The impressive nation of islands that make up this truly tropical paradise are scattered across 26 natural atolls consisting of dual island chains which were first formed thousands of years ago by volcanic eruptions. These days the atolls, which are categorised into 20 administrative divisions, offer the perfect habitat for all manner of marine life and are composed of live coral reefs which perch atop a 960km submarine ridge. Interestingly enough, each atoll is now overseen by an independent Atoll Chief who is duly appointed by the President of the Malaysian Government for the purposes of preservation.
Land here tends to be made up of lush tropical vegetation and sitting around 1.5m above sea level it’s by far the lowest country on earth although this, in itself, raises grave concerns about its future sustainability with fears that yet further islands will be submerged under water by the year 2020. In fact, the Maldives remain the third most endangered nation in terms of flooding from ongoing climate change. During the last century alone sea levels within this particular geographic region rose more than 20cm; thus causing great concern for environmentalists worldwide.
The span of all the island nation is currently spread out over around 35,000 square miles yet only 185 of the 1,190 islands are inhabited for purposes other than tourism. A further 90 islands currently serve as popular luxury resorts and the nation itself has access to all major sea routes within the Indian Ocean.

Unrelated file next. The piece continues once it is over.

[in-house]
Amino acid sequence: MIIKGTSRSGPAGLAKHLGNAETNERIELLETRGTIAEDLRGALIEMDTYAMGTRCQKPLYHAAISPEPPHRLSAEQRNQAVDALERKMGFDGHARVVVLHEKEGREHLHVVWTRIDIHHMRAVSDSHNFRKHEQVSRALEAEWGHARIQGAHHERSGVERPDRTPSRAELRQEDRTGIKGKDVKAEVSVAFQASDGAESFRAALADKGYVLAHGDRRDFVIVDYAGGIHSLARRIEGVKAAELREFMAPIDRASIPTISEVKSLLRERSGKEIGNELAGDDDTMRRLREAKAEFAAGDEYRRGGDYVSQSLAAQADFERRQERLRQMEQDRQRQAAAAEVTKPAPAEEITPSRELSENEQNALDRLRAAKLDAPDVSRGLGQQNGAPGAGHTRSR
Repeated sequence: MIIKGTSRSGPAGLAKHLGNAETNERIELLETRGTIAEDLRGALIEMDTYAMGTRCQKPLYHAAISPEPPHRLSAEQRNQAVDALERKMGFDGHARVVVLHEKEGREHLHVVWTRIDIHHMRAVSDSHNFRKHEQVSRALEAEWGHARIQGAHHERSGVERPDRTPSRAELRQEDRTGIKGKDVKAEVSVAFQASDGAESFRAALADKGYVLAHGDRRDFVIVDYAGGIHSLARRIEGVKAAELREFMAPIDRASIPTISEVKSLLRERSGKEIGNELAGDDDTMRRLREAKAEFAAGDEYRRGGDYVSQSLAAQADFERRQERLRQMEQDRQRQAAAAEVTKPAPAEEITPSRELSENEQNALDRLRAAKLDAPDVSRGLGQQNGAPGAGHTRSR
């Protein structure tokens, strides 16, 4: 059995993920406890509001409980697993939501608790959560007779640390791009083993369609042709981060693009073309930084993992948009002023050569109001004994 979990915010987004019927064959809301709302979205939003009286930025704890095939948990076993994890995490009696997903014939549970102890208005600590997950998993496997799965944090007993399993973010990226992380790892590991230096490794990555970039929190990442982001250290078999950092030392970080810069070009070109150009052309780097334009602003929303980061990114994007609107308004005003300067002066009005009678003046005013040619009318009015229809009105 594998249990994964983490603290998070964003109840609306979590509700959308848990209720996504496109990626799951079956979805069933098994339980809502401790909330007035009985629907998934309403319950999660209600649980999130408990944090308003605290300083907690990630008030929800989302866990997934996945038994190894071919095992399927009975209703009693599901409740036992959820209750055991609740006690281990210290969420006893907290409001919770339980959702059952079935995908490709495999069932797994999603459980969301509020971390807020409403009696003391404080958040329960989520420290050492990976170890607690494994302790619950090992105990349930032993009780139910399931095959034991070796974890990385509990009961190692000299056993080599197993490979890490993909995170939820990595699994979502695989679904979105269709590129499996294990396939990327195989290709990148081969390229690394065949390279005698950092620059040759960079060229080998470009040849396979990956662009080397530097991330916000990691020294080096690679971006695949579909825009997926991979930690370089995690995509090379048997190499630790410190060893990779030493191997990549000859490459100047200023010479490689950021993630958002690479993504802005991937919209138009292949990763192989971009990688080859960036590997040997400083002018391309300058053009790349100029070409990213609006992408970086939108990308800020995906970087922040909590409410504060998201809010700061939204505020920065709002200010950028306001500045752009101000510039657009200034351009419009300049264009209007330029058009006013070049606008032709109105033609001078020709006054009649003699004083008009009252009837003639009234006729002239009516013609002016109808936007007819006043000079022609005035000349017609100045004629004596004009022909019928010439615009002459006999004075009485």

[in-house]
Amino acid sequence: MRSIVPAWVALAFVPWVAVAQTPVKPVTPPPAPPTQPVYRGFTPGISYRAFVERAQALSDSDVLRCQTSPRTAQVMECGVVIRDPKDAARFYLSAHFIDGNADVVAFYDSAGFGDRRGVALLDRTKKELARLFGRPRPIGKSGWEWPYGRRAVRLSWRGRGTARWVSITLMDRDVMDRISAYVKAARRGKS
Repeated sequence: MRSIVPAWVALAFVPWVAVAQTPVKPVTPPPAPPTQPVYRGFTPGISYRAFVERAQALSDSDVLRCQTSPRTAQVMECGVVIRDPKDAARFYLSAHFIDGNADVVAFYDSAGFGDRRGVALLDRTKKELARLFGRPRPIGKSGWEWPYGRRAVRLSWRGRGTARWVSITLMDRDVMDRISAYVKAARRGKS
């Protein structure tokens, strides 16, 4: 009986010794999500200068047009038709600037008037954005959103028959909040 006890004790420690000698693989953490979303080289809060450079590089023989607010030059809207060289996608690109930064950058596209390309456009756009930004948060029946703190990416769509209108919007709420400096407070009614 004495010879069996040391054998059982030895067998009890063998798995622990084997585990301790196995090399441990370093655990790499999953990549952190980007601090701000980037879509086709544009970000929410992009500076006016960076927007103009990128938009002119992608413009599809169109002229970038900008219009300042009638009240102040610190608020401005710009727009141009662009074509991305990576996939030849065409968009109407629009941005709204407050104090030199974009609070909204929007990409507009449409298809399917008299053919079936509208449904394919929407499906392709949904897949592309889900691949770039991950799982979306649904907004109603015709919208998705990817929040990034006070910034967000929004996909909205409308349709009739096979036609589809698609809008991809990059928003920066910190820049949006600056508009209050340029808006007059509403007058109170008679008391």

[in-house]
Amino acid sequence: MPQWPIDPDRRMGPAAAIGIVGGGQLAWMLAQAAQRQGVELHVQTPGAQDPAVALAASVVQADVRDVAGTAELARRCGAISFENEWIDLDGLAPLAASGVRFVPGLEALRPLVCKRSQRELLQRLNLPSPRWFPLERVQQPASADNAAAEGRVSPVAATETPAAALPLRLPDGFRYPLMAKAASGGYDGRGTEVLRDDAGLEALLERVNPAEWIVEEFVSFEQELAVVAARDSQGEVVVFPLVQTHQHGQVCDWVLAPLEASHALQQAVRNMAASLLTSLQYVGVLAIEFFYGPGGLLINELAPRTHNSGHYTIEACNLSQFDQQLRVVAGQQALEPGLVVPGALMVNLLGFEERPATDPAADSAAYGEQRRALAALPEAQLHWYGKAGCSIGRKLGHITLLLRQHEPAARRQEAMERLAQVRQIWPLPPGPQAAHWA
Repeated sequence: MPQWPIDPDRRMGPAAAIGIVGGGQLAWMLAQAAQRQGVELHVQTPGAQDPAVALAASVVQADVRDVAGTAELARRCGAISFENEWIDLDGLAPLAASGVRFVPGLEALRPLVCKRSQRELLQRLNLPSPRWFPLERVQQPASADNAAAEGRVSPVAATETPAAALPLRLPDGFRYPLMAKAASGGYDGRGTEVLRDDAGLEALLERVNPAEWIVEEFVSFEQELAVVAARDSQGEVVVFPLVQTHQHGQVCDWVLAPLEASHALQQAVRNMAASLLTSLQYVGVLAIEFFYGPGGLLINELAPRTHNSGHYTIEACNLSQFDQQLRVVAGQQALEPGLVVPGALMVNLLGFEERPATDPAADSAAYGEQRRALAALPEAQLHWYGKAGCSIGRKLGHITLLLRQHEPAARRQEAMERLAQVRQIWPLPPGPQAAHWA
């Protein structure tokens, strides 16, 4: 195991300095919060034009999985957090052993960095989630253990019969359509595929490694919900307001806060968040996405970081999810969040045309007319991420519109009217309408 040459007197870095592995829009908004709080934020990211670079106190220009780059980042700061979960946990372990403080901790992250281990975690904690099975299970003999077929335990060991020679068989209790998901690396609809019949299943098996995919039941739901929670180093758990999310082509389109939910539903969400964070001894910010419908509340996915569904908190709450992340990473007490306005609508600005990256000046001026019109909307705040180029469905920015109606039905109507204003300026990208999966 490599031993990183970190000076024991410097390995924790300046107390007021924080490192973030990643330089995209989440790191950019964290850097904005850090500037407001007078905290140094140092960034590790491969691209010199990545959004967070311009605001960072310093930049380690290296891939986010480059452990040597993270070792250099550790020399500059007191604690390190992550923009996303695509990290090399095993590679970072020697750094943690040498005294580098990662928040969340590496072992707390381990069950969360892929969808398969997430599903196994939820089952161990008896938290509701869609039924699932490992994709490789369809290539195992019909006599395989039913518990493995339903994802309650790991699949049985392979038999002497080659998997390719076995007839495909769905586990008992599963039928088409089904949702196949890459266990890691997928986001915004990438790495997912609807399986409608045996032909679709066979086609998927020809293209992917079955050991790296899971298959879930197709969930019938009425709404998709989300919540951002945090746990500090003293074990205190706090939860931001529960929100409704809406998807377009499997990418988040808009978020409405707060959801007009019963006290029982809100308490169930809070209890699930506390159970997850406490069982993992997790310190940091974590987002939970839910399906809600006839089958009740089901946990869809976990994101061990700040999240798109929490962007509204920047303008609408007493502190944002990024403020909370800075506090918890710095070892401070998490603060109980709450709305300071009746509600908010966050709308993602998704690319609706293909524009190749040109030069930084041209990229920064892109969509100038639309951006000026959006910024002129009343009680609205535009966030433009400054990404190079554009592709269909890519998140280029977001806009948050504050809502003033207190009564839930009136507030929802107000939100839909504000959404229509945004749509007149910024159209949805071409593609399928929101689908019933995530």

There can be little doubt that the beaches on the Maldives are among the very best in the world. Boasting beautiful white sands, some of the clearest turquoise waters in the world and safe swimming conditions all year round, the beaches here are quite simply – perfect.
If you’re looking for something a little more secluded and off the beaten track then the lagoon of Baros offers an incredible natural landscape – so too do Bandos and Kuda Bandos; both of which have truly beautiful beach areas that tend not to be too populated, even during peak season.
Renowned for being the most beautiful beach on the Maldives, Biyadhoo beach is definitely worth exploring and can be reached from Maafushi; although there’s also a resort there. The island itself is perfect for divers since it offers wealth of top dive sites nearby; not to mention a PADI dive school where instructors are on hand to offer any advice you might need on exploring what lies beneath the beautiful turquoise sea.
If you’re travelling to the Maldives on a budget then you won’t go far wrong with a visit to Fun Island which again, despite being slightly cheaper than other resorts, still has a lovely white beach, clear waters and a coral reef which makes for a perfect diving opportunity.
With so many different types of resorts to choose from, the only stressful thing about visiting the Maldives is deciding where to stay!
Maldives luxury huts on private islands.
Of course, one of the major factors (apart from the price tag!) is what you want to get out of your holiday. If, for example, you’re keen to sample the local cuisine then resorts such as the Kuredu Island Resort are ideal since it offers not just one but four sumptuous restaurants to choose from – or there’s the interactive dining experience offered by Kandooma – ‘The Kitchen is The Deck’.